Designing an IT helpdesk platform
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In this article, I would like to share some software design practices we use to improve user experience and simplify technical development.
At Linagora, we processed hundreds of support requests every month with over 400+ different software on 24/7 from our customers as part of our Open Source Software Assurance offer (OSSA). We have been using various internal and open source solutions for each of our customers such as GLPI, OTRS or Redmine. However it has been quite a challenge for our support engineers to work across those tools.
Investing in a helpdesk solution is important to deliver high quality and efficient customer services. This is why we decided to build our own unique customer portal to provide professional support on open source software from the ground up. And while we're at it, why not implement within OpenPaaS platform to benefit from its open source technical ecosystem ?
Managing support workflow and SLA times
Our customers range from public administrations to companies with differents business needs and contracting clauses. It was important to redefine a common support framework in our new platform where all existing customers would fit in.
At the heart of our IT support model, are Service-Level Agreement (SLA) time commitments. This means we commit ourselves to answer to our customers and provide a workaround or a correction after a certain time the issue has been submitted.
This means our helpdesk platform needs to feature contextualized time-based metrics. For example, a critical problem on Linux server infrastructure will have a different SLA than a simple administrative request.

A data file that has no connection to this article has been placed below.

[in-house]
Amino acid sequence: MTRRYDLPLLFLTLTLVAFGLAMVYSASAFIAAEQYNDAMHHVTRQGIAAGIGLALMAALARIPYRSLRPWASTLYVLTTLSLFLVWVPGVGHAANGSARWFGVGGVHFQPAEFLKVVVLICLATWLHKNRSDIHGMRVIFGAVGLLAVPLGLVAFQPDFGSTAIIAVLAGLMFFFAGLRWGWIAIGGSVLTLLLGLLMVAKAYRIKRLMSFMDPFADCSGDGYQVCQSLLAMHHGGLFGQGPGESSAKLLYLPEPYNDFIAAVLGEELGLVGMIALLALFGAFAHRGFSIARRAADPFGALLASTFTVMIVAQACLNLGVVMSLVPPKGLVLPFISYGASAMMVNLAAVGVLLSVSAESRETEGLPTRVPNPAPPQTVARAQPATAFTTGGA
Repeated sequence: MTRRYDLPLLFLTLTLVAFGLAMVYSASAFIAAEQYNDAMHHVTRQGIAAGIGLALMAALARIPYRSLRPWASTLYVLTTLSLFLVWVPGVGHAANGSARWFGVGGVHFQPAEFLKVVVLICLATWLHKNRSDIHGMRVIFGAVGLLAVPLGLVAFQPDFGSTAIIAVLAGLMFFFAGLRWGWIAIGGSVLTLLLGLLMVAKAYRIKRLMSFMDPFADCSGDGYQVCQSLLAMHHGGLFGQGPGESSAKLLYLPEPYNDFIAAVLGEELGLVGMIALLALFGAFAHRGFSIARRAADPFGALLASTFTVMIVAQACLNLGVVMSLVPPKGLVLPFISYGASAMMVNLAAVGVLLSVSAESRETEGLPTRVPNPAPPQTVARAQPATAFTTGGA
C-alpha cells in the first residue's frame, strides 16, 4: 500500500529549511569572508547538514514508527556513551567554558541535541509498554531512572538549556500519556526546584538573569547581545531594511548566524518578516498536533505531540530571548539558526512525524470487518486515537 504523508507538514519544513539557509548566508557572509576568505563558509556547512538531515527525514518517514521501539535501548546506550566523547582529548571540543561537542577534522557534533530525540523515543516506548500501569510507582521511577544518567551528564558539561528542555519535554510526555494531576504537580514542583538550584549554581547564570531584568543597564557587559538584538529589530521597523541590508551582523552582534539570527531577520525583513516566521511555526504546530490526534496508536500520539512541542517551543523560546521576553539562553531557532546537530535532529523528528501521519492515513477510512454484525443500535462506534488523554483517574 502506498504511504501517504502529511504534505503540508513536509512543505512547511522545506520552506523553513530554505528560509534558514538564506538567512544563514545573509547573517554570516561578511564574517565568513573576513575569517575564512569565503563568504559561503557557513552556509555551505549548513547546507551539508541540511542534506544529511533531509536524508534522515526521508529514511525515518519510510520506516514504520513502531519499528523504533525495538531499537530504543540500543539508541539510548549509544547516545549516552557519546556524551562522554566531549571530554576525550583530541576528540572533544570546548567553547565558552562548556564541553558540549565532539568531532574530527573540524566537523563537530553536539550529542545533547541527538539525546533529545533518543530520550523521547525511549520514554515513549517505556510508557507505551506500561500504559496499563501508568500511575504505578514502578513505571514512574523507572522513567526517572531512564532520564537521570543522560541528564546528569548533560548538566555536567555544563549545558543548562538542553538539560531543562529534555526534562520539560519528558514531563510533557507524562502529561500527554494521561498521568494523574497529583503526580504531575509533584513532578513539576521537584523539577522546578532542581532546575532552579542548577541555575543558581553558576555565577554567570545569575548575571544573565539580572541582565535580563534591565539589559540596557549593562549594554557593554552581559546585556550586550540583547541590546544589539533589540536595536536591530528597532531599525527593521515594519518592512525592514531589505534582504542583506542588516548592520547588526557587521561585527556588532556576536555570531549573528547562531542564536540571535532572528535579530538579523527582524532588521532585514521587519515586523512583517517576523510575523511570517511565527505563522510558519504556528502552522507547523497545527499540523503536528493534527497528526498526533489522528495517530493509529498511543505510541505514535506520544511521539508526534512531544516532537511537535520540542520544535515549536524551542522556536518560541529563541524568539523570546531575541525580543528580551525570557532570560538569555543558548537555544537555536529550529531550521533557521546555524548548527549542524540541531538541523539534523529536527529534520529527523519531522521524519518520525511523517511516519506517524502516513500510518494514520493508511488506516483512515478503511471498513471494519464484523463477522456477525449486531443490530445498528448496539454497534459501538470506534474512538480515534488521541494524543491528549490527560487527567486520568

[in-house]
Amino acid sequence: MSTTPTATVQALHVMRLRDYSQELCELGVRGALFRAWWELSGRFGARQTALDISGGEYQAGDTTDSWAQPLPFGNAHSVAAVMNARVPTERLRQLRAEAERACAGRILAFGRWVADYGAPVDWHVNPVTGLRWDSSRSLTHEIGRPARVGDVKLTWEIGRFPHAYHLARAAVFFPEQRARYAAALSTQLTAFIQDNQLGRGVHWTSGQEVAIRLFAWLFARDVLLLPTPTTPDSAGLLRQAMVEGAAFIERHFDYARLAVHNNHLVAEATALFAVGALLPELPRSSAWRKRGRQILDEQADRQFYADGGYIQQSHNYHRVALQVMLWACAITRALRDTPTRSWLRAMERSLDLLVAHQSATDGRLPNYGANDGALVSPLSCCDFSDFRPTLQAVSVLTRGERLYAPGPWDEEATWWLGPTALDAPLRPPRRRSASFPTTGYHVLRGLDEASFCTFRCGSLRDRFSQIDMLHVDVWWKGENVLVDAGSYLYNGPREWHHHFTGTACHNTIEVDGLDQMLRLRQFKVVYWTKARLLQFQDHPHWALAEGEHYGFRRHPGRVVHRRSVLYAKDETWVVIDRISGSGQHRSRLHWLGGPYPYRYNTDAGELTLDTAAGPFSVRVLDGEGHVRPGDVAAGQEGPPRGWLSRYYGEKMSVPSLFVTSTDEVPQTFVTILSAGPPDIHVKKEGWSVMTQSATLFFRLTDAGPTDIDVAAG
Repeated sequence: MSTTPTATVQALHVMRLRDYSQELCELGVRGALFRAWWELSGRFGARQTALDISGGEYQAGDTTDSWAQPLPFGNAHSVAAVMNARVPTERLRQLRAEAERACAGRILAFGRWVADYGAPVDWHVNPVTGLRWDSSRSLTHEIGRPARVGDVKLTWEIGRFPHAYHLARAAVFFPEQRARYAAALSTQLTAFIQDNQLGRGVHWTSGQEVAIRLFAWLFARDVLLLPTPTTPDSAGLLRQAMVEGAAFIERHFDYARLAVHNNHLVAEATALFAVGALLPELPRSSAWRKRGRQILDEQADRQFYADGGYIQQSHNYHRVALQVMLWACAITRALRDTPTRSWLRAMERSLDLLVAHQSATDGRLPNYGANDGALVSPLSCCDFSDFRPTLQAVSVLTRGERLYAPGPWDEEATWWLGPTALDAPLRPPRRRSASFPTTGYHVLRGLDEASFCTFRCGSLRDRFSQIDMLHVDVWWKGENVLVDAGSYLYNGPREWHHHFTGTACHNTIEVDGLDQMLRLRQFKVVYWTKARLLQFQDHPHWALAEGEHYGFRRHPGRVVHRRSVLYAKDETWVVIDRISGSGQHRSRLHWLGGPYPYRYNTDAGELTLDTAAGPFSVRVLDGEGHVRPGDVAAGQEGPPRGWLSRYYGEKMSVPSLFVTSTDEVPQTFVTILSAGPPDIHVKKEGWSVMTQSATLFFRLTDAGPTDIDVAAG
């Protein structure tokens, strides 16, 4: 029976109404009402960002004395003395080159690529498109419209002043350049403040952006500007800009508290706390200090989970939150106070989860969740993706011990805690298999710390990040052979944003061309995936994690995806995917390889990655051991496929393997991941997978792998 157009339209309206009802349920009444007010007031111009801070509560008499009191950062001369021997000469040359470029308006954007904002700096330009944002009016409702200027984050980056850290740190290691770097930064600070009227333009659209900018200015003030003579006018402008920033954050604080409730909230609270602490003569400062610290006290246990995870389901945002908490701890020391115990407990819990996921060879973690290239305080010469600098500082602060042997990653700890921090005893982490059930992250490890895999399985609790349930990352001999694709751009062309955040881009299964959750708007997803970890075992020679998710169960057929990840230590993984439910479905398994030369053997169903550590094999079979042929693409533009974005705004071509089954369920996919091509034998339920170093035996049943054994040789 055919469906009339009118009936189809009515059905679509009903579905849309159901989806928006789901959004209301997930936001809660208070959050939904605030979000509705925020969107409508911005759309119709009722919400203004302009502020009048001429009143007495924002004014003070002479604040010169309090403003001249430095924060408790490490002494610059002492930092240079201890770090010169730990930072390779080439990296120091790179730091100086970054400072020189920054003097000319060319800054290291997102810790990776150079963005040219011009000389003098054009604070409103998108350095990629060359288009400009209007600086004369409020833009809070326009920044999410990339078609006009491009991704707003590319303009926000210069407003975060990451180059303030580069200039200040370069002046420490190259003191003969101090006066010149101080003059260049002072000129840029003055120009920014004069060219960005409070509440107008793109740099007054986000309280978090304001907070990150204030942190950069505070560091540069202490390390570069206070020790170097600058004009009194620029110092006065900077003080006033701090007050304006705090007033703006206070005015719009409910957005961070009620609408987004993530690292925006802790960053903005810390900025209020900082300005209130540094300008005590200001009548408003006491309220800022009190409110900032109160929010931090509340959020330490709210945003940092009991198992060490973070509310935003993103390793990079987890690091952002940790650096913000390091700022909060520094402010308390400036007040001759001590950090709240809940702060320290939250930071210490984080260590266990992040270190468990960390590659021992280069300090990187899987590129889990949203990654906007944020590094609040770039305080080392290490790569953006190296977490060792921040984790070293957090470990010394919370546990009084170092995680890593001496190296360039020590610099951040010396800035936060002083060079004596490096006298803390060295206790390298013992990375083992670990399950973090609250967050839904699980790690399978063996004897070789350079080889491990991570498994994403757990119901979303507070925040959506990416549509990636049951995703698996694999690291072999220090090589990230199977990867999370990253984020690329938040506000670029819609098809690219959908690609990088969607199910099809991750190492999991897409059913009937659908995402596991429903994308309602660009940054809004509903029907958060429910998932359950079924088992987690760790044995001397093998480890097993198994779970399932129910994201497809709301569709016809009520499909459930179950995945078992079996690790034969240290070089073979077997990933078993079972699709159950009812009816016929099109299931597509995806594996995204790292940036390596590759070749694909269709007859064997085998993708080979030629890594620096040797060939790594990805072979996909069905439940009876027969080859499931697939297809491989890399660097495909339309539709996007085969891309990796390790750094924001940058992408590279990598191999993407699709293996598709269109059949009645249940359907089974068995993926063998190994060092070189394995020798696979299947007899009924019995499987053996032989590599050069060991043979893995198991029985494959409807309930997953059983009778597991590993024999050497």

Based on the above, we have chosen to conceptualize the request as a triple-component model : a demand type for the business context, a software type for the technical context and a priority type for the issue context. Those components would be selected from a global dictionary to ensure both internal consistency and customer contextualization.
Each request has its own set of SLA time : response, workaround and correction. For easier configuration, only the demand type will be required. The empty fields will be interpreted with a default behaviour. When an issue is submitted, software selection will be optional and issue priority box hidden. SLA time will be considered as infinite and not be recorded.
At the same time, the time counter may be interrupted be various events such as when a support engineer is waiting for an essential information or a bug fix from the customer.
For managing the SLA time during the lifecycle, we decided to implement a double counting mechanism. Depending on the issue status, the time will be paused or resumed accordingly. However, only when the support engineer has ticked the separated checkbox for workaround or solving, that time would be recorded formally for the issue. This allows to make information clearer for the users and prevent manipulation errors.
Providing access and permissions to users
Working with different internal or external parties, means dealing with different levels of access. We have identified 5 different actors.
In order to make user administration easier, we choose to follow an Attributed-based Access Control with only three user roles : support administrator, support engineer and customer beneficiary. Customer and support managers are filled directly as an attribute on each Contract.
We have also implemented Inherited properties for Contract and Issues, meaning a Support Manager of a contract has the right on all child Issues by default.
Finally, Users can only access a Contract if they belong to an Entity which has access to that Contract. This allows to provide custom rights within an Organization, which is a requirement for some of our largest customers.
As for all of our open source projects, you can check our current development status on our code repository .